When it comes to the new health insurance plans, Gov. Andrew M. Cuomo is right to leave well enough alone.

Cuomo, perhaps sounding boastful, pointed out that this state hasn’t had the kind of issues on its health exchange that have been seen nationwide.

“Our program has actually been working well. The website has been working well …,” the governor said in response to a question at a news conference Monday on Staten Island.

And he’s right. New York is one of the states where the rollout of President Obama’s ambitious nationwide health care program has gone comparatively smoothly.

Not so in Washington, where Obama was compelled to apologize for his earlier, false pledge that “If you like your health plan, you can keep your health plan.” Millions howled in protest over cancellation notices issued because their plans did not meet the Affordable Care Act’s standards. That sent policyholders scrambling.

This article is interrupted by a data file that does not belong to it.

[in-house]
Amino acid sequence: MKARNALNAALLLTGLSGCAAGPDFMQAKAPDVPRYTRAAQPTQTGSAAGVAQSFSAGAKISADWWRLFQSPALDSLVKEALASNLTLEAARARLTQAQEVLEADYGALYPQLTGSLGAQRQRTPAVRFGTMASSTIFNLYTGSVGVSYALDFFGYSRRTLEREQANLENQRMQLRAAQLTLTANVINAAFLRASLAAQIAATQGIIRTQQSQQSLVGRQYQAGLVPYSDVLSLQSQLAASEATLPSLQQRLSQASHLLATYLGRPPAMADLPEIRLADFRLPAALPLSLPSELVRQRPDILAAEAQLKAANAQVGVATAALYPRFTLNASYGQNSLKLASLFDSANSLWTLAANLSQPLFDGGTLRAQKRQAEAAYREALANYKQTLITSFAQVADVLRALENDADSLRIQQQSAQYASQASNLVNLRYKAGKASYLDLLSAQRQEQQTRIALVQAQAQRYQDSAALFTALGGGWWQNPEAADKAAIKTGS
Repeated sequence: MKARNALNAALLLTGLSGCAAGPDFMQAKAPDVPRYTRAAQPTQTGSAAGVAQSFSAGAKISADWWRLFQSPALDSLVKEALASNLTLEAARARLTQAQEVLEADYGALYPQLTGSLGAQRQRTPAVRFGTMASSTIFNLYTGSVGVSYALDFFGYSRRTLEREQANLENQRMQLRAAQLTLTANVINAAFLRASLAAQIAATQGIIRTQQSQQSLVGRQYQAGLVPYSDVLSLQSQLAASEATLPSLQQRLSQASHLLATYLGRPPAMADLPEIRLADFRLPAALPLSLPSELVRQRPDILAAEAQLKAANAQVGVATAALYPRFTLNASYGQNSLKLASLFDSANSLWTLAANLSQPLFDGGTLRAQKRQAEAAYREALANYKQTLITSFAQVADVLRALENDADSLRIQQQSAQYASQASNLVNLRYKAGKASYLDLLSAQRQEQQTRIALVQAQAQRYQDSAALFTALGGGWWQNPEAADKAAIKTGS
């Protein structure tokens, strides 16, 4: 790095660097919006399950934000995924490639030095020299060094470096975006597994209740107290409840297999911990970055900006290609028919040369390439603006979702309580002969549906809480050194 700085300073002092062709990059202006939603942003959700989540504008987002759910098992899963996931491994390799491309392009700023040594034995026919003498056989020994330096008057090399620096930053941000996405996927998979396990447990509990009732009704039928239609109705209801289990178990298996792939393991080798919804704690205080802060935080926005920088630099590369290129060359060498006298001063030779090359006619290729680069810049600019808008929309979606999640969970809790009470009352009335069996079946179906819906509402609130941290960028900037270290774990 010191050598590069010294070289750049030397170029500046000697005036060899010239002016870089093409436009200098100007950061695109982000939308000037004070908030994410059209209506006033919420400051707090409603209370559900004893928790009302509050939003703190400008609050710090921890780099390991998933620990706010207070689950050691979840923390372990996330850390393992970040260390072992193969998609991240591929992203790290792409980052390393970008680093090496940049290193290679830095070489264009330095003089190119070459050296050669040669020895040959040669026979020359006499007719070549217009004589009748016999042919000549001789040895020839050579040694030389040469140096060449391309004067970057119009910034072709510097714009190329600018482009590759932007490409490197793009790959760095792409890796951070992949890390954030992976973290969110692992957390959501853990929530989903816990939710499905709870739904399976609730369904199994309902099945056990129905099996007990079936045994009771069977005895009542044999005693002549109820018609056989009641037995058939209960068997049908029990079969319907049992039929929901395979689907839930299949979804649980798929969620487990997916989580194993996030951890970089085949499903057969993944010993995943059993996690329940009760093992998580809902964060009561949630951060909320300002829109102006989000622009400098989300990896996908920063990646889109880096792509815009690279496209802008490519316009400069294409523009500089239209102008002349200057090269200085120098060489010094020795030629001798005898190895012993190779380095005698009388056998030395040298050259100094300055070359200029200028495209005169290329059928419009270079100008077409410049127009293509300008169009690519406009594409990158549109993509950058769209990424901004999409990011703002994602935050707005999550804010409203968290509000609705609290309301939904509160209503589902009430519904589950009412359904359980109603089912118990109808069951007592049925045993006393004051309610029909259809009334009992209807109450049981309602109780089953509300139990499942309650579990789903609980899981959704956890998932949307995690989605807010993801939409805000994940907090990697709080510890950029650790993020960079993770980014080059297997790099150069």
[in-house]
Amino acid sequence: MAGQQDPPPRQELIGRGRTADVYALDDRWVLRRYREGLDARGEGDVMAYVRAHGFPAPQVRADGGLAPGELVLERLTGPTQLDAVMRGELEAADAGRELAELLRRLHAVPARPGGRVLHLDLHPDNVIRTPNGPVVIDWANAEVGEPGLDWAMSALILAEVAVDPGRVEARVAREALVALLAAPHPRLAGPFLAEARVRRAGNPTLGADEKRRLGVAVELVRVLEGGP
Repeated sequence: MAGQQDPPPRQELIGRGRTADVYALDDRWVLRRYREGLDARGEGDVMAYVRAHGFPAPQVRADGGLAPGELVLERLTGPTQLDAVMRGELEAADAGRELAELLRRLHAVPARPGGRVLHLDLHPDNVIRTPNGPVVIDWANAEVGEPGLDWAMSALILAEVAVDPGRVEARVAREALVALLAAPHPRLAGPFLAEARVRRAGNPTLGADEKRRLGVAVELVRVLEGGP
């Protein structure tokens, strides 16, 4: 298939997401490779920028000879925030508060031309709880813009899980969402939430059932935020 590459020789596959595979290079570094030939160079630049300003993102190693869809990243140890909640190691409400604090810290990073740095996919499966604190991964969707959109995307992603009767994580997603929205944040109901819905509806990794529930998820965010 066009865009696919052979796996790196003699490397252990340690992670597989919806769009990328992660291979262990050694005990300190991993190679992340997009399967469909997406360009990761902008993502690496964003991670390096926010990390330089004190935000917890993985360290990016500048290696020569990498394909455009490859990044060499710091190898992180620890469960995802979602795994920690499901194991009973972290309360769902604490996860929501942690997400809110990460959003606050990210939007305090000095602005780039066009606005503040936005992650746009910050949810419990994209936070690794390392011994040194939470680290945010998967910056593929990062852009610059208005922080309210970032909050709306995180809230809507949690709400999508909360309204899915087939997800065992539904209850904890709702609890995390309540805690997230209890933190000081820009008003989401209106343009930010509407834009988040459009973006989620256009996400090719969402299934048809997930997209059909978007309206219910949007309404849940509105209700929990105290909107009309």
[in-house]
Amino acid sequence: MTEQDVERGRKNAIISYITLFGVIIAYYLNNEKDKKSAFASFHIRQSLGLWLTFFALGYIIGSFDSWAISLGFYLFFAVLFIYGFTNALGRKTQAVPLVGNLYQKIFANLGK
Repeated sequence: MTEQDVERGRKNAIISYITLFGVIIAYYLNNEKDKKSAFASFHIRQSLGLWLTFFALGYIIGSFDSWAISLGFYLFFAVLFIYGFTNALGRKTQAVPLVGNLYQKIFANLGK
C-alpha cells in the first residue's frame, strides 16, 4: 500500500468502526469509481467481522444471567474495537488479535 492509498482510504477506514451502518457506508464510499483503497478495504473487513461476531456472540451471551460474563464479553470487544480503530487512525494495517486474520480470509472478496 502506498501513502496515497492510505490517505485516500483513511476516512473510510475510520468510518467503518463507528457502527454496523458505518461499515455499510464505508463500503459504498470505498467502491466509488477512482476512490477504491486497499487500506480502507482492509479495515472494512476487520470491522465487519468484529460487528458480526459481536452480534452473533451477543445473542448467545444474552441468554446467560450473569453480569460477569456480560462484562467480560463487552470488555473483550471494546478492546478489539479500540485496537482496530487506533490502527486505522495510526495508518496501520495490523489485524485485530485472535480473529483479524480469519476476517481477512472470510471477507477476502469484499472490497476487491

Then it was the insurance industry’s turn to scramble after the president decided to allow people to keep their old plans for a year. But shifting into reverse isn’t so easy for insurance companies that had already planned for 2014 on the assumption that substandard insurance plans would be terminated. They complained that resurrecting the plans at this late date would create a logistical mess.

Cuomo’s statement may have saved the day in the eyes of insurers. It means those affected in New York State – 137,000 people in Western New York who received cancellation notices for their plans – will have to continue working with industry officials to figure something out. The cost may likely increase but the benefits promise to be richer. The reaction, of course, will depend on how well a person can afford any increase or whether he will qualify for subsidies.

As of Nov. 12, 48,162 New Yorkers had enrolled through the NY State of Health exchange with about half in a private plan and half in Medicaid. That includes hundreds in this region. The state has said that most people who had direct-pay insurance or coverage through the state-subsidized Healthy NY program, which are both expiring, and people enrolled in small-group plans now deemed substandard, can expect to pay less next year for coverage.

Cuomo is not immovable on this issue. On the possibility of canceled policies being renewed, he was quoted saying that “If it is causing a problem for someone we will certainly look at it.” However, the rest of that comment gets back to the point. “Our program has actually been working well.”